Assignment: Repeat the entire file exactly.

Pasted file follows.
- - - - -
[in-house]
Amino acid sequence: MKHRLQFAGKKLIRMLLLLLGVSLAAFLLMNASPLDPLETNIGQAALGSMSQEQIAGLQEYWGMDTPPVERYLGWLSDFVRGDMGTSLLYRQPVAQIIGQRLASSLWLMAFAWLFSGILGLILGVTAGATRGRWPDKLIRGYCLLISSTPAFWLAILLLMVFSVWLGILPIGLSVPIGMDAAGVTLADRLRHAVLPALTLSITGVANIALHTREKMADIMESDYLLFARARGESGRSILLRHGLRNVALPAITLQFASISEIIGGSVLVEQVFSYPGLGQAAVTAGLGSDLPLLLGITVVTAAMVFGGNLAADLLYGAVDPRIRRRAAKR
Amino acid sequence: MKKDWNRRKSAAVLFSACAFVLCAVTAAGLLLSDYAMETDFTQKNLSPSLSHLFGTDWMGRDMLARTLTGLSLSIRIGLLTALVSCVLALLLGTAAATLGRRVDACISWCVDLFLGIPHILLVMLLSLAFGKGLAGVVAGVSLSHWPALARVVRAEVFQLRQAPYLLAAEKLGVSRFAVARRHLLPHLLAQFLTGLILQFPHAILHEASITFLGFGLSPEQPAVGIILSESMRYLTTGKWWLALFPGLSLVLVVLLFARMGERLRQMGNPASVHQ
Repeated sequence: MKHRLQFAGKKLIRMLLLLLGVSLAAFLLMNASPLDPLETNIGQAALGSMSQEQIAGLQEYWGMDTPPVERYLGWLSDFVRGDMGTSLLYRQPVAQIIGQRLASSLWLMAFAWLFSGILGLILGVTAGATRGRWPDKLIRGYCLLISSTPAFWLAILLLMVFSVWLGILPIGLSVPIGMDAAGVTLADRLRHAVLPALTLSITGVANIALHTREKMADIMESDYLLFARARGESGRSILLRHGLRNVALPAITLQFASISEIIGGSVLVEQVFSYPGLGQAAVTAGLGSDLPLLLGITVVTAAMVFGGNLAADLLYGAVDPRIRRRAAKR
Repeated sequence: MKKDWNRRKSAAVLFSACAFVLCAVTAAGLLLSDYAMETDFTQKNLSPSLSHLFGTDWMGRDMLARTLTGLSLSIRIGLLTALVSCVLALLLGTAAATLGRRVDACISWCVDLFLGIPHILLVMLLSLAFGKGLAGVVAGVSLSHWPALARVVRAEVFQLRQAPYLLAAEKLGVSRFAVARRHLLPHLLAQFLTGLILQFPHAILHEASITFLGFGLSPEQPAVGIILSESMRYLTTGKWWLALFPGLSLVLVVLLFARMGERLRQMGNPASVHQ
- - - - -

[in-house]
Amino acid sequence: MKHRLQFAGKKLIRMLLLLLGVSLAAFLLMNASPLDPLETNIGQAALGSMSQEQIAGLQEYWGMDTPPVERYLGWLSDFVRGDMGTSLLYRQPVAQIIGQRLASSLWLMAFAWLFSGILGLILGVTAGATRGRWPDKLIRGYCLLISSTPAFWLAILLLMVFSVWLGILPIGLSVPIGMDAAGVTLADRLRHAVLPALTLSITGVANIALHTREKMADIMESDYLLFARARGESGRSILLRHGLRNVALPAITLQFASISEIIGGSVLVEQVFSYPGLGQAAVTAGLGSDLPLLLGITVVTAAMVFGGNLAADLLYGAVDPRIRRRAAKR
Amino acid sequence: MKKDWNRRKSAAVLFSACAFVLCAVTAAGLLLSDYAMETDFTQKNLSPSLSHLFGTDWMGRDMLARTLTGLSLSIRIGLLTALVSCVLALLLGTAAATLGRRVDACISWCVDLFLGIPHILLVMLLSLAFGKGLAGVVAGVSLSHWPALARVVRAEVFQLRQAPYLLAAEKLGVSRFAVARRHLLPHLLAQFLTGLILQFPHAILHEASITFLGFGLSPEQPAVGIILSESMRYLTTGKWWLALFPGLSLVLVVLLFARMGERLRQMGNPASVHQ
Repeated sequence: MKHRLQFAGKKLIRMLLLLLGVSLAAFLLMNASPLDPLETNIGQAALGSMSQEQIAGLQEYWGMDTPPVERYLGWLSDFVRGDMGTSLLYRQPVAQIIGQRLASSLWLMAFAWLFSGILGLILGVTAGATRGRWPDKLIRGYCLLISSTPAFWLAILLLMVFSVWLGILPIGLSVPIGMDAAGVTLADRLRHAVLPALTLSITGVANIALHTREKMADIMESDYLLFARARGESGRSILLRHGLRNVALPAITLQFASISEIIGGSVLVEQVFSYPGLGQAAVTAGLGSDLPLLLGITVVTAAMVFGGNLAADLLYGAVDPRIRRRAAKR
Repeated sequence: MKKDWNRRKSAAVLFSACAFVLCAVTAAGLLLSDYAMETDFTQKNLSPSLSHLFGTDWMGRDMLARTLTGLSLSIRIGLLTALVSCVLALLLGTAAATLGRRVDACISWCVDLFLGIPHILLVMLLSLAFGKGLAGVVAGVSLSHWPALARVVRAEVFQLRQAPYLLAAEKLGVSRFAVARRHLLPHLLAQFLTGLILQFPHAILHEASITFLGFGLSPEQPAVGIILSESMRYLTTGKWWLALFPGLSLVLVVLLFARMGERLRQMGNPASVHQ